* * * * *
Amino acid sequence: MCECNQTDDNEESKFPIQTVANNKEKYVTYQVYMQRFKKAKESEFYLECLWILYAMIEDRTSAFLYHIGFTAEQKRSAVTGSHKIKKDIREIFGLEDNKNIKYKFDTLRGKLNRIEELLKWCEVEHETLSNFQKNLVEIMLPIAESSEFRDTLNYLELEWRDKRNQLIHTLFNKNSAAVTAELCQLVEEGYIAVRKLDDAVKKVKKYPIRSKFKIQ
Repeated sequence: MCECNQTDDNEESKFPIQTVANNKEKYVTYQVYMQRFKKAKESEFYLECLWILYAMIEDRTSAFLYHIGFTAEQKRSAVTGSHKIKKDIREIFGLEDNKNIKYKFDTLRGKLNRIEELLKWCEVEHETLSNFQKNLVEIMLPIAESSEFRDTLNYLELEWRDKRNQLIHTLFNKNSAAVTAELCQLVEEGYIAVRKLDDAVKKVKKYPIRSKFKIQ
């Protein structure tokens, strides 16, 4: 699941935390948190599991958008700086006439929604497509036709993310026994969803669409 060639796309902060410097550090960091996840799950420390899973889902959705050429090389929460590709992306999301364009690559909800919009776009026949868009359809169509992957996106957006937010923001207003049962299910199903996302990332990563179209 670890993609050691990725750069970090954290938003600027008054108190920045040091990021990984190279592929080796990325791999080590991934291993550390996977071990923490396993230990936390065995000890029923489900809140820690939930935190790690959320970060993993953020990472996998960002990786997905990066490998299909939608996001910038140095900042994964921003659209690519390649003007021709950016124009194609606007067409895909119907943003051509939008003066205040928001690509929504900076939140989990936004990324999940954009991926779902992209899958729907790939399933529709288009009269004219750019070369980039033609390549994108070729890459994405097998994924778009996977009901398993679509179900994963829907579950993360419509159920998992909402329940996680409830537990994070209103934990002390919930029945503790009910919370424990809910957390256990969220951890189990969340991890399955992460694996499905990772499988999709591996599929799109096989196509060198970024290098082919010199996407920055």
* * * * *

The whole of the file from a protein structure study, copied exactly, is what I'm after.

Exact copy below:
Amino acid sequence: MCECNQTDDNEESKFPIQTVANNKEKYVTYQVYMQRFKKAKESEFYLECLWILYAMIEDRTSAFLYHIGFTAEQKRSAVTGSHKIKKDIREIFGLEDNKNIKYKFDTLRGKLNRIEELLKWCEVEHETLSNFQKNLVEIMLPIAESSEFRDTLNYLELEWRDKRNQLIHTLFNKNSAAVTAELCQLVEEGYIAVRKLDDAVKKVKKYPIRSKFKIQ
Repeated sequence: MCECNQTDDNEESKFPIQTVANNKEKYVTYQVYMQRFKKAKESEFYLECLWILYAMIEDRTSAFLYHIGFTAEQKRSAVTGSHKIKKDIREIFGLEDNKNIKYKFDTLRGKLNRIEELLKWCEVEHETLSNFQKNLVEIMLPIAESSEFRDTLNYLELEWRDKRNQLIHTLFNKNSAAVTAELCQLVEEGYIAVRKLDDAVKKVKKYPIRSKFKIQ
């Protein structure tokens, strides 16, 4: 699941935390948190599991958008700086006439929604497509036709993310026994969803669409 060639796309902060410097550090960091996840799950420390899973889902959705050429090389929460590709992306999301364009690559909800919009776009026949868009359809169509992957996106957006937010923001207003049962299910199903996302990332990563179209 670890993609050691990725750069970090954290938003600027008054108190920045040091990021990984190279592929080796990325791999080590991934291993550390996977071990923490396993230990936390065995000890029923489900809140820690939930935190790690959320970060993993953020990472996998960002990786997905990066490998299909939608996001910038140095900042994964921003659209690519390649003007021709950016124009194609606007067409895909119907943003051509939008003066205040928001690509929504900076939140989990936004990324999940954009991926779902992209899958729907790939399933529709288009009269004219750019070369980039033609390549994108070729890459994405097998994924778009996977009901398993679509179900994963829907579950993360419509159920998992909402329940996680409830537990994070209103934990002390919930029945503790009910919370424990809910957390256990969220951890189990969340991890399955992460694996499905990772499988999709591996599929799109096989196509060198970024290098082919010199996407920055």